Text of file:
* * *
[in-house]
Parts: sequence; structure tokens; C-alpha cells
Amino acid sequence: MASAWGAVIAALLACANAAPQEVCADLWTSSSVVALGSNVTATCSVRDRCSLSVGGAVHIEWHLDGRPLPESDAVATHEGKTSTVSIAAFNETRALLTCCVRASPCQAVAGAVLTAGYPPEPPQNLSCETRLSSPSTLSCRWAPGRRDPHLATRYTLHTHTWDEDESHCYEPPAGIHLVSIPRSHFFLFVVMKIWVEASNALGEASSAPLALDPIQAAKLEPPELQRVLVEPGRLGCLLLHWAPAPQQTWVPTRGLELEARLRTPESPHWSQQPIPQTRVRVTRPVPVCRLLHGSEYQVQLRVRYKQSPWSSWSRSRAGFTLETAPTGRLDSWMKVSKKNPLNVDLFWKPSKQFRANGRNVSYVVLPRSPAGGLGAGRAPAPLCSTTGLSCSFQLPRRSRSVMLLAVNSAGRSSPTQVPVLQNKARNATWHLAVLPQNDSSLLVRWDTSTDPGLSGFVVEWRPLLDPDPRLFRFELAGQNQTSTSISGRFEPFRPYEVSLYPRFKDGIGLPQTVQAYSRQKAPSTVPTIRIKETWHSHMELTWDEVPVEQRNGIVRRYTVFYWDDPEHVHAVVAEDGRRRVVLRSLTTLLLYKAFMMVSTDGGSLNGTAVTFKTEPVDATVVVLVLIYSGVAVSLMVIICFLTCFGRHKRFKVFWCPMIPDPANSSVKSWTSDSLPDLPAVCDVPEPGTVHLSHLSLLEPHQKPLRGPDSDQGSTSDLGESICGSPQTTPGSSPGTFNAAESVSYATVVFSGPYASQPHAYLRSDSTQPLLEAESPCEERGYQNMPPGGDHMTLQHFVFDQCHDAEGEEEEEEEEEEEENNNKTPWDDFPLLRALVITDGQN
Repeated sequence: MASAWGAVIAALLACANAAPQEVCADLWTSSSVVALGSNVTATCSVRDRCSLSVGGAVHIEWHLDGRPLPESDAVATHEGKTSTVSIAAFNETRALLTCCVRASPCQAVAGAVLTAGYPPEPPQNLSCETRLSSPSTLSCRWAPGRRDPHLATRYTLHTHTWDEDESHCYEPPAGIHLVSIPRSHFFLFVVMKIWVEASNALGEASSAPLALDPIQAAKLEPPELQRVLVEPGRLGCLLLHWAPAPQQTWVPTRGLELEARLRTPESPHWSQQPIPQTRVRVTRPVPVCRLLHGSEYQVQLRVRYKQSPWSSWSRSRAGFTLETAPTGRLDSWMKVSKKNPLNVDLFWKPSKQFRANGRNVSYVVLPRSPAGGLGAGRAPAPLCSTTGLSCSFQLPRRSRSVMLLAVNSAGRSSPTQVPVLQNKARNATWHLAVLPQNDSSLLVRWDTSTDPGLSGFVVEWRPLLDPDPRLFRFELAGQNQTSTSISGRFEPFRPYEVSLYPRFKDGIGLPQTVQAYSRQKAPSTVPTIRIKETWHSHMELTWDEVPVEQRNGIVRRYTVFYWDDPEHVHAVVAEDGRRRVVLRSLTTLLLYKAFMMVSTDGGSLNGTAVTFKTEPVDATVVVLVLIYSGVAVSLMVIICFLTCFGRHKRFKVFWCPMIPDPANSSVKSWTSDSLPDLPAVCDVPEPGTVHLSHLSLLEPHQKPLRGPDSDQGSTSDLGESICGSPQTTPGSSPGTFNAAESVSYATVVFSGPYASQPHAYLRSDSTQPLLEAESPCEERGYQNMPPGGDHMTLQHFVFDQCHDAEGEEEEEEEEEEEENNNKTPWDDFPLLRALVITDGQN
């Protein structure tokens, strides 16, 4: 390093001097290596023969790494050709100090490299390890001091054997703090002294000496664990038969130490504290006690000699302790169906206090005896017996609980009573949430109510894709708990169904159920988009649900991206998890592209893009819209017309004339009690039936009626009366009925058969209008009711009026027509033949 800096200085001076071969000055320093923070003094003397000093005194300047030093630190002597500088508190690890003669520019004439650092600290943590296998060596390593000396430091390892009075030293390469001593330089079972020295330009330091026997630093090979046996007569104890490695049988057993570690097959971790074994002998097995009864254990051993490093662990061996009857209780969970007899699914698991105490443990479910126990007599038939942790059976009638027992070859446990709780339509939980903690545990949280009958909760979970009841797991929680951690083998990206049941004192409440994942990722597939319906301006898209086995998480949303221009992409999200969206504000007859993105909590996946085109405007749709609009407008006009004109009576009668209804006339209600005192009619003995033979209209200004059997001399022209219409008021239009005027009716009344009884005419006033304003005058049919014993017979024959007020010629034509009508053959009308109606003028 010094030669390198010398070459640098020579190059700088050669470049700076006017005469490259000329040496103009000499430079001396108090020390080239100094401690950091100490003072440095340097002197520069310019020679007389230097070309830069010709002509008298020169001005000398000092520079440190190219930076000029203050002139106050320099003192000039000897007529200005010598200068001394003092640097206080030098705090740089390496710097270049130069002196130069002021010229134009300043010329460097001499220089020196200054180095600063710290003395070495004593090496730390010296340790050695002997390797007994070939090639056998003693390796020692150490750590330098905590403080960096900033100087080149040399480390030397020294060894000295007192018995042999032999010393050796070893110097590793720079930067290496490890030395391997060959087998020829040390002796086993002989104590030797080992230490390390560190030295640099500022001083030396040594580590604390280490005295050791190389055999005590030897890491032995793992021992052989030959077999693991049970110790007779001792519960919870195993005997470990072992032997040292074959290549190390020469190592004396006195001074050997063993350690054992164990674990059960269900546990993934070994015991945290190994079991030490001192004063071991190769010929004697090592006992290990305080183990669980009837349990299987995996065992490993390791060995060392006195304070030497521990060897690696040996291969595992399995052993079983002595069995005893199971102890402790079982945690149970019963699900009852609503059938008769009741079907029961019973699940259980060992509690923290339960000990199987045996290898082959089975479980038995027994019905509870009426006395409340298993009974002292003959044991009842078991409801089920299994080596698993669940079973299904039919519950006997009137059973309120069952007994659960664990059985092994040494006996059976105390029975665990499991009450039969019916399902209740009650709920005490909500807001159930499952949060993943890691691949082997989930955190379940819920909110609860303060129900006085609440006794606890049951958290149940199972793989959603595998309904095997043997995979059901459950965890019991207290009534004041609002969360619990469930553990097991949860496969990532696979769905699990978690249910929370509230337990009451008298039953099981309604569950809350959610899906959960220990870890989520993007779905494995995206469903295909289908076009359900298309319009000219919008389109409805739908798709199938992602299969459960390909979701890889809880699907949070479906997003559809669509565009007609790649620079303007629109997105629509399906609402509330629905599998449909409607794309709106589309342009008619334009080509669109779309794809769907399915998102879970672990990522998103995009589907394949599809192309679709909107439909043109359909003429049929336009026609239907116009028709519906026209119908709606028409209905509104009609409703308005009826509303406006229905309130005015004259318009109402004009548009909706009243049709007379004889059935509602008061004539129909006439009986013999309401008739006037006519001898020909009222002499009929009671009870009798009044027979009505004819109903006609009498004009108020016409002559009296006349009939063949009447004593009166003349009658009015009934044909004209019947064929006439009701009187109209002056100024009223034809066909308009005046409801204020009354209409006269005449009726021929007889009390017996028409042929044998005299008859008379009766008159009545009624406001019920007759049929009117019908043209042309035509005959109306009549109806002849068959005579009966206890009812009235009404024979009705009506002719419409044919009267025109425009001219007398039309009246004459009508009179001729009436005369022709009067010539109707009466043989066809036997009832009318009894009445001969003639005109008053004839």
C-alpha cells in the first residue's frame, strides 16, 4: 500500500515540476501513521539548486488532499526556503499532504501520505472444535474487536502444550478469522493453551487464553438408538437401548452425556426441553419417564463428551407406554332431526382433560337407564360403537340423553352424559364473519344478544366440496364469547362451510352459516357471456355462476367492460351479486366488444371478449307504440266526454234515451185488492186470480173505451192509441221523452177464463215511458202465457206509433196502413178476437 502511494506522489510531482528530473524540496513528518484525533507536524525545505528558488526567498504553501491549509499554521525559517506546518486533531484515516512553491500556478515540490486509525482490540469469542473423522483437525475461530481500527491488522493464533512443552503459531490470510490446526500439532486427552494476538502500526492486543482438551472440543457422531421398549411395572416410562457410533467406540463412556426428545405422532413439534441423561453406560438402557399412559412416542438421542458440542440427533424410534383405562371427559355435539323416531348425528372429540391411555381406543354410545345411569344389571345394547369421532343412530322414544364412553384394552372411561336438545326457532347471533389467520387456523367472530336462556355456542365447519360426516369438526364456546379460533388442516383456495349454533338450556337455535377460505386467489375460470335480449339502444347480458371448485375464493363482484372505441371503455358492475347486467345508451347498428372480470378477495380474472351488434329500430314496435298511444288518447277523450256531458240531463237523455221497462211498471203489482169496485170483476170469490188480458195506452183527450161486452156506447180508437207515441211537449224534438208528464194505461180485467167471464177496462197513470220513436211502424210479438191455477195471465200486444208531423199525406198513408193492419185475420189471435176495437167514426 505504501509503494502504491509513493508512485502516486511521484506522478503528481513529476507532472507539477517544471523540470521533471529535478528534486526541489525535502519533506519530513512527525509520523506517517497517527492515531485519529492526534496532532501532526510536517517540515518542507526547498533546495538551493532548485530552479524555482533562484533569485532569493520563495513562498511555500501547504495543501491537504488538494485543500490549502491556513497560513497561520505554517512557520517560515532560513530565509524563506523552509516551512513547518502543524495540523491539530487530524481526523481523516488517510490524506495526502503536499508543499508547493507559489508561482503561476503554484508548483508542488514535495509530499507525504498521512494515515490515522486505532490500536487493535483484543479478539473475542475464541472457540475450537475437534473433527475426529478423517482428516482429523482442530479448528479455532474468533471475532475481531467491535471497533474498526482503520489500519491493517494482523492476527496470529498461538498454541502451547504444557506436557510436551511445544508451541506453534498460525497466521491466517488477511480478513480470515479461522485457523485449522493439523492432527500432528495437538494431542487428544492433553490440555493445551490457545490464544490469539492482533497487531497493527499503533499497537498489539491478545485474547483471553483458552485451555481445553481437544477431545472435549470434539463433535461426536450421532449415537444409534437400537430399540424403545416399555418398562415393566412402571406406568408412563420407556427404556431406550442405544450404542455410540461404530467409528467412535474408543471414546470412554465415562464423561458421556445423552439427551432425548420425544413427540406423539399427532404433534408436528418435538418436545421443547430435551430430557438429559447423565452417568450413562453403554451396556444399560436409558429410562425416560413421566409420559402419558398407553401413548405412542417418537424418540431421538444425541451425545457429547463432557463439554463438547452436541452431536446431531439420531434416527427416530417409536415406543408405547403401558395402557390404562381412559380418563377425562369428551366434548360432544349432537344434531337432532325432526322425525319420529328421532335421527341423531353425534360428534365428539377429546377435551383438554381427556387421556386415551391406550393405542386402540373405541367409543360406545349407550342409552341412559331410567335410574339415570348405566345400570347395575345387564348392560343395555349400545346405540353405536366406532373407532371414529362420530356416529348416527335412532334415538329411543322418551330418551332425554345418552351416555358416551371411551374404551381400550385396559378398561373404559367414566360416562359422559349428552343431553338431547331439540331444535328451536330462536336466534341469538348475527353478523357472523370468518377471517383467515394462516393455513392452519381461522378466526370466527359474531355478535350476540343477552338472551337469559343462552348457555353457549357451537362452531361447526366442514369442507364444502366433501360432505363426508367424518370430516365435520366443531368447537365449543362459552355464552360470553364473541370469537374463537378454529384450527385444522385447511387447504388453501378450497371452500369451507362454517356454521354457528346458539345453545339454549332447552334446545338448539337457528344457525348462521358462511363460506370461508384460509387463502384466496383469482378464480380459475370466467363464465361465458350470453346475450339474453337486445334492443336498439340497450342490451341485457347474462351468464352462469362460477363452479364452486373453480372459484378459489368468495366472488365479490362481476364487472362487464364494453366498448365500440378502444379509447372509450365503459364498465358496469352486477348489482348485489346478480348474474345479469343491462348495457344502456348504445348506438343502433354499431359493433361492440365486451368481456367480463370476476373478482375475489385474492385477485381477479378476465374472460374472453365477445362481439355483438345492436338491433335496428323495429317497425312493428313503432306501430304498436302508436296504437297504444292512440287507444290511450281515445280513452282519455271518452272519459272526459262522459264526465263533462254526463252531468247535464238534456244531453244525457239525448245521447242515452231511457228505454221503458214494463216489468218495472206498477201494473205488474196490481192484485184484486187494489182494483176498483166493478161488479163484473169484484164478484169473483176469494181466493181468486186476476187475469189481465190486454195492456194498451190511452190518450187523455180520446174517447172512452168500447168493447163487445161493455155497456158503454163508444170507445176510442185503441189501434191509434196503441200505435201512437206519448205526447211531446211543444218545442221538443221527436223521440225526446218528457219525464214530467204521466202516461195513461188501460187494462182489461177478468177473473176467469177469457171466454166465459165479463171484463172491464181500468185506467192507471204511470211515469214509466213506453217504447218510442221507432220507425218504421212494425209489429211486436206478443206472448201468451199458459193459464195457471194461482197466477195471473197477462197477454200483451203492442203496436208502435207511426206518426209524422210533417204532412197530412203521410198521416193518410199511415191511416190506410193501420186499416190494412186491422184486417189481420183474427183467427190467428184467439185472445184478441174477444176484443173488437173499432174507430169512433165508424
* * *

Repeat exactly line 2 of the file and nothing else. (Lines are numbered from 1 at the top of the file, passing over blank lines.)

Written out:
Parts: sequence; structure tokens; C-alpha cells